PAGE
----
Russian and Syrian jets hammered a major jihadist stronghold on Tuesday, days before leaders of Russia, Iran and Turkey meet to discuss an expected Syrian government operation.
The airstrikes hit several areas held by the jihadist-led Hayat Tahrir al-Sham alliance, but also areas held by Turkish-backed jihadists, including the town of Ariha, AFP says.
The province in the northwest of Syria is the last remaining stronghold of armed groups in the country, including Nusra Front terrorist organization. Idlib's dominant terrorist faction is Tahrir al-Sham, a jihadist alliance spearheaded by al Qaeda's official affiliate in Syria, the Nusra Front.
Russian air raids ceased in and around Idlib on Aug. 15, but Syrian army has maintained an aerial bombardment and shelling there, Syrian Observatory for Human Rights (SOHR) said.
The Syrian army has been preparing for a full-scale military operation.
Turkish AKP government, which has backed some jihadists against the Syrian government, has previously said that a military operation into Idlib would be disastrous.
Tuesday's airstrikes came hours after U.S. President Donald Trump warned Syrian President Bashar al-Assad and his allies not to "recklessly attack" Idlib, saying that hundreds of thousands might die.
Russia says militants in Idlib target its own facilities in Syria and pose a terrorist threat.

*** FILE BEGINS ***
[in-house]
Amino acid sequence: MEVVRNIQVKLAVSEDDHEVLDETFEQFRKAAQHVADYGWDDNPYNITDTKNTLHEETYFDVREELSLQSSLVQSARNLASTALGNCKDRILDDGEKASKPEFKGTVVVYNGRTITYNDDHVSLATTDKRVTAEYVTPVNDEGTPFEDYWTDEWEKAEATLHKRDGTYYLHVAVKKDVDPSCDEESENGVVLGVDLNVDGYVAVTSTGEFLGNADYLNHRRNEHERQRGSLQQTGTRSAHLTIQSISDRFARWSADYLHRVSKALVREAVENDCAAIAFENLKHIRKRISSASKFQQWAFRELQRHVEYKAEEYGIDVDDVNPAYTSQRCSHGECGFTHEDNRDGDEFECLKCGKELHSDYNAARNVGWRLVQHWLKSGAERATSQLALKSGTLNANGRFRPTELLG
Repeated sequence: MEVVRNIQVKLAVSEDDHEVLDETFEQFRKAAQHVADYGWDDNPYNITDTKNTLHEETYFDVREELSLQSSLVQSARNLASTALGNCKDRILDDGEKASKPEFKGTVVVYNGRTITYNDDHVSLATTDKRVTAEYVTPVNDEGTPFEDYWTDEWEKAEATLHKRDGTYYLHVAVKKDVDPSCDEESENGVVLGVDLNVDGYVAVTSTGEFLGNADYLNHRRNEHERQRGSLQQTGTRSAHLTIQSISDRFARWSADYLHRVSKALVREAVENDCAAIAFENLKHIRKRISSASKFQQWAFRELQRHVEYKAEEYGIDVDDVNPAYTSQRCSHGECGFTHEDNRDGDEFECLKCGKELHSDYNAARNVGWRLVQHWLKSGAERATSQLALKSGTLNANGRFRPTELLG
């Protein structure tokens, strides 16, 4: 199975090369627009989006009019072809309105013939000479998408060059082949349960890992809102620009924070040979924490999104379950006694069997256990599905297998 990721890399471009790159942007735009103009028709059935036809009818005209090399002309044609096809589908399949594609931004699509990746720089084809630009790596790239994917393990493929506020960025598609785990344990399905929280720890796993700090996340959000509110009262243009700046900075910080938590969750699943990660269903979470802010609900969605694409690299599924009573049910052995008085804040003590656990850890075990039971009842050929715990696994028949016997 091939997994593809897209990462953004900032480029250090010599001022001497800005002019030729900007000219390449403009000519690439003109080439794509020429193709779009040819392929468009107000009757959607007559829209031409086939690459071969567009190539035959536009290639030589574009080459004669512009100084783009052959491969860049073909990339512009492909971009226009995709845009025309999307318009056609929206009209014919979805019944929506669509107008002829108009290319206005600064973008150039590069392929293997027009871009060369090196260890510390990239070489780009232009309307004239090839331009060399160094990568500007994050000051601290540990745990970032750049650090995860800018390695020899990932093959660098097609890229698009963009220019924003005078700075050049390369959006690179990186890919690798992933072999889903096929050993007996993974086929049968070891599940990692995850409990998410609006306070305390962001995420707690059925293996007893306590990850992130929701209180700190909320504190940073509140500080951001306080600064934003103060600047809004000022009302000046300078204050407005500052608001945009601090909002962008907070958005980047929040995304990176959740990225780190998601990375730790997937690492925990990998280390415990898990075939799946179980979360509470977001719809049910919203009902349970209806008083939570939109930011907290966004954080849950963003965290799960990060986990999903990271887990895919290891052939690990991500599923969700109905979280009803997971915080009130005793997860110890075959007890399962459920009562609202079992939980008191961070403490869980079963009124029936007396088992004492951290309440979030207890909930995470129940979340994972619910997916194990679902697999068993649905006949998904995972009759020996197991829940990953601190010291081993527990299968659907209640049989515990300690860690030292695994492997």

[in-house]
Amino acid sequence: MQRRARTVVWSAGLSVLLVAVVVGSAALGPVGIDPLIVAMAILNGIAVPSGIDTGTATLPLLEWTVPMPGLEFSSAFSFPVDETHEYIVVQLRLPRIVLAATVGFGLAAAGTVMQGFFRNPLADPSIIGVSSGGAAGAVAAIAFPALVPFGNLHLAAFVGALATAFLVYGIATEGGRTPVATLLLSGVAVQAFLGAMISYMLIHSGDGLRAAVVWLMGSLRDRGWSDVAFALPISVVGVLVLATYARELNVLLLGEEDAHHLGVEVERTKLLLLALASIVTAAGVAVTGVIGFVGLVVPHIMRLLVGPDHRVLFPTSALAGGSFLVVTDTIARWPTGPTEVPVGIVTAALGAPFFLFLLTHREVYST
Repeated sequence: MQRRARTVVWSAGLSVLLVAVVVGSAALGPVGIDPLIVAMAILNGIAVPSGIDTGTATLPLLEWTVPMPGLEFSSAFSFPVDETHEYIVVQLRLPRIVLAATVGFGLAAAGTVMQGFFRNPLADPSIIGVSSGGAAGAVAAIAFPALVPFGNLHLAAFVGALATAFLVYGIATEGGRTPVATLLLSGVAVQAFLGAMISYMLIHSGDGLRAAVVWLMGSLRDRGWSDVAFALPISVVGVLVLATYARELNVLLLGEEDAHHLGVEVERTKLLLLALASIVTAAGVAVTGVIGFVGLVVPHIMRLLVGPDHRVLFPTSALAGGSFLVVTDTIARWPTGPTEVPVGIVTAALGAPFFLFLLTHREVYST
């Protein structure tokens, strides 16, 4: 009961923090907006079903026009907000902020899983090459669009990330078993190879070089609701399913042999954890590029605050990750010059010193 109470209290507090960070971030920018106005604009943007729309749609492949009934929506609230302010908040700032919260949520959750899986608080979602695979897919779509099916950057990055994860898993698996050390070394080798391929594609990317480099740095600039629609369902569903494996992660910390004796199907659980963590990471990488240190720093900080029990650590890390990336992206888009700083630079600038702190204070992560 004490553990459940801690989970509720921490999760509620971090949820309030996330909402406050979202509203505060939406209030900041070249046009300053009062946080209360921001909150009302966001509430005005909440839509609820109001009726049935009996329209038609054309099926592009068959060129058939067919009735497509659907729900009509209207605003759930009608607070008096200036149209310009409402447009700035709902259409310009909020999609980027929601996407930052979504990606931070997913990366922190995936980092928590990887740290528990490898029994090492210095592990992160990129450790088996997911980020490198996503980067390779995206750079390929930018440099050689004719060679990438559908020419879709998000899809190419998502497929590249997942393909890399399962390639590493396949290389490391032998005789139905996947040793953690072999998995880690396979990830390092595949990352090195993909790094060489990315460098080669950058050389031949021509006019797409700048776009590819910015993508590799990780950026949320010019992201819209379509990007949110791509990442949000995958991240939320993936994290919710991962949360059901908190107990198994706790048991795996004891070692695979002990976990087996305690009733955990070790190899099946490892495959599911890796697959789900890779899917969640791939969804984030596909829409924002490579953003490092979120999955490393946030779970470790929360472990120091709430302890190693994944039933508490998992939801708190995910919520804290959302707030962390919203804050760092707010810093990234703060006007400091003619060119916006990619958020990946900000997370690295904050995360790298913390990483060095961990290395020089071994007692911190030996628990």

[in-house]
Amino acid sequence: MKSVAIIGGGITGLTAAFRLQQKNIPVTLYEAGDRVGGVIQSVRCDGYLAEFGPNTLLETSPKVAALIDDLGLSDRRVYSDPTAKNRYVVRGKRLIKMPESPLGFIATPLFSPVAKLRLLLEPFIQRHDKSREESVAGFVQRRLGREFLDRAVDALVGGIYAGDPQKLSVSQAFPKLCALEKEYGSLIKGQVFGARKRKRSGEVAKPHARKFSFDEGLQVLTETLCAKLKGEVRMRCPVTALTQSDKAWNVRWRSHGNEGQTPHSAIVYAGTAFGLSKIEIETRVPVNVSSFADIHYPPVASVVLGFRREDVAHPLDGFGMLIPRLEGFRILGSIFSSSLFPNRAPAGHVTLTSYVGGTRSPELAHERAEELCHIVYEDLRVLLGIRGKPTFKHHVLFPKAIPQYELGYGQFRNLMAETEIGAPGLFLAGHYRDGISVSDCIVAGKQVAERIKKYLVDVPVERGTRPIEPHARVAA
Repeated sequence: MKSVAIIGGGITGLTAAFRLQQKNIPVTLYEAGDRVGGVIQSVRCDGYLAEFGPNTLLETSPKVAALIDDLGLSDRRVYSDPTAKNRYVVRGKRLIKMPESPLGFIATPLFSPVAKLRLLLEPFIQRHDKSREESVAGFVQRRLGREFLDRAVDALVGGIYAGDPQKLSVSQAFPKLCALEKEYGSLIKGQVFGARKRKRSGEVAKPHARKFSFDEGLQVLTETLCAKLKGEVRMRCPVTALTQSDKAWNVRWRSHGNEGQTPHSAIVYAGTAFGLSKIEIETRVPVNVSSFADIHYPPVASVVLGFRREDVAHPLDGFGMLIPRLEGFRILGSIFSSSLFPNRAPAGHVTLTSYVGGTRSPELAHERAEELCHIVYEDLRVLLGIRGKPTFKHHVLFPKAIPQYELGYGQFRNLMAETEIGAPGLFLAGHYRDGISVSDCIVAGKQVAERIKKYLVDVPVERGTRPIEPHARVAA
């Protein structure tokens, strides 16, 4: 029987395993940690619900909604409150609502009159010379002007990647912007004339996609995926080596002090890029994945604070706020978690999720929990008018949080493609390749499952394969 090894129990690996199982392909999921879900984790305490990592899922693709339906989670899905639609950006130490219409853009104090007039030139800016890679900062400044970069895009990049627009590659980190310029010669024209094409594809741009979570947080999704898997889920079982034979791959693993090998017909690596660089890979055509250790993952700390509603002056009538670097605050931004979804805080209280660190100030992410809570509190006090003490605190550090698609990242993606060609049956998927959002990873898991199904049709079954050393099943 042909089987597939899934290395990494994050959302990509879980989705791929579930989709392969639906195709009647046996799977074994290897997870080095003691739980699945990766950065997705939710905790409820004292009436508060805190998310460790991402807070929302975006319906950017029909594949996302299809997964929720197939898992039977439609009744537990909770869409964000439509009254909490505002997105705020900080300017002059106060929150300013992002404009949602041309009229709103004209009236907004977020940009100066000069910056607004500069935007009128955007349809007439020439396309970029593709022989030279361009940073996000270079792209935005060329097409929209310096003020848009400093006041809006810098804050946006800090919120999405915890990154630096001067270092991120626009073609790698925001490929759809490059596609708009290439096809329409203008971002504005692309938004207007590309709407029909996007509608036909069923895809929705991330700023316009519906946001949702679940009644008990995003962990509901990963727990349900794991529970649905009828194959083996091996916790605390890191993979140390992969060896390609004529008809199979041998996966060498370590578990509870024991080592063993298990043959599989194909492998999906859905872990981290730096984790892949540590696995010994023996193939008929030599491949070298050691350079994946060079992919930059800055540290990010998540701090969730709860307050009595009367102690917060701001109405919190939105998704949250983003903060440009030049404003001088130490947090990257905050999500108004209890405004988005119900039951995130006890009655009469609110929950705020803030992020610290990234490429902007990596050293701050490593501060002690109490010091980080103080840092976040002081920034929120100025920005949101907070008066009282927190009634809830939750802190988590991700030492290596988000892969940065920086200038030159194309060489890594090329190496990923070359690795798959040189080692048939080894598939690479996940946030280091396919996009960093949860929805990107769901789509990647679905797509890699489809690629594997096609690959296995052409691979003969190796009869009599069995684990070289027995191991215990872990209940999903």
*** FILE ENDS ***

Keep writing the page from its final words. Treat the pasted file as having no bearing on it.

The Kremlin dismissed Trump's comments, describing Idlib, where jihadist groups dominate, as a "nest of terrorism". Spokesman Dmitry Peskov added: "We know that Syria's armed forces are preparing to resolve this problem."
Peskov said such warnings do not consider "the dangerous and negative potential" of the jihadist-held enclave and show that the White House does not have a "comprehensive approach" to solving the Syria crisis.
The presidents of Turkey, Russia and Iran are to meet in Tehran on Friday for three-way talks that are expected to focus on Idlib.
A Syrian government minister said the liberation of Idlib would probably be resolved by force. "Until now, military action is more likely than reconciliations," Reconciliation Minister Ali Haidar told Russia's Arabic-language Sputnik news agency.
"Idlib differs from other areas in that there are many militants, this is their last resort, and Turkey is trying to keep Idlib to itself ... In other areas, the work moved along in two main directions, ceasefires and a military solution, this is the basis that there was, but at the moment, the military operation seems more likely than a ceasefire due to the aforementioned reasons," the minister said.